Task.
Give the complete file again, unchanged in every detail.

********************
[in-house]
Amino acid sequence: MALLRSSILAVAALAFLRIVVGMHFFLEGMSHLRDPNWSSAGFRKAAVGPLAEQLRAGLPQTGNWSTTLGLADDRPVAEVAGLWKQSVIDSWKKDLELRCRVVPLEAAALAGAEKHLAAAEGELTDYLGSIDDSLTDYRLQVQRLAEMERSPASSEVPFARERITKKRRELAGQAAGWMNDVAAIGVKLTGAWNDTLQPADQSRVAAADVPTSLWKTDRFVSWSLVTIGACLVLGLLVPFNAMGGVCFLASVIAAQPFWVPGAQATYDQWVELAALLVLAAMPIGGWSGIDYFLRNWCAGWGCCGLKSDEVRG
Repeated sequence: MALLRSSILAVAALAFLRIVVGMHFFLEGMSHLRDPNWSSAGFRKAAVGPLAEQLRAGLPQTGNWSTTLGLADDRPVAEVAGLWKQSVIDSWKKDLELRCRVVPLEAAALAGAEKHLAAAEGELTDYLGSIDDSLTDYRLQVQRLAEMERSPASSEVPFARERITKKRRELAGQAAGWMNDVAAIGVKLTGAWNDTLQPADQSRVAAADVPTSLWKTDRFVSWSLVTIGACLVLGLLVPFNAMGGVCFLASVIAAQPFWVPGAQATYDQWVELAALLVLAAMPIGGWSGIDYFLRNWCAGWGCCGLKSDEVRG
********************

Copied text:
[in-house]
Amino acid sequence: MALLRSSILAVAALAFLRIVVGMHFFLEGMSHLRDPNWSSAGFRKAAVGPLAEQLRAGLPQTGNWSTTLGLADDRPVAEVAGLWKQSVIDSWKKDLELRCRVVPLEAAALAGAEKHLAAAEGELTDYLGSIDDSLTDYRLQVQRLAEMERSPASSEVPFARERITKKRRELAGQAAGWMNDVAAIGVKLTGAWNDTLQPADQSRVAAADVPTSLWKTDRFVSWSLVTIGACLVLGLLVPFNAMGGVCFLASVIAAQPFWVPGAQATYDQWVELAALLVLAAMPIGGWSGIDYFLRNWCAGWGCCGLKSDEVRG
Repeated sequence: MALLRSSILAVAALAFLRIVVGMHFFLEGMSHLRDPNWSSAGFRKAAVGPLAEQLRAGLPQTGNWSTTLGLADDRPVAEVAGLWKQSVIDSWKKDLELRCRVVPLEAAALAGAEKHLAAAEGELTDYLGSIDDSLTDYRLQVQRLAEMERSPASSEVPFARERITKKRRELAGQAAGWMNDVAAIGVKLTGAWNDTLQPADQSRVAAADVPTSLWKTDRFVSWSLVTIGACLVLGLLVPFNAMGGVCFLASVIAAQPFWVPGAQATYDQWVELAALLVLAAMPIGGWSGIDYFLRNWCAGWGCCGLKSDEVRG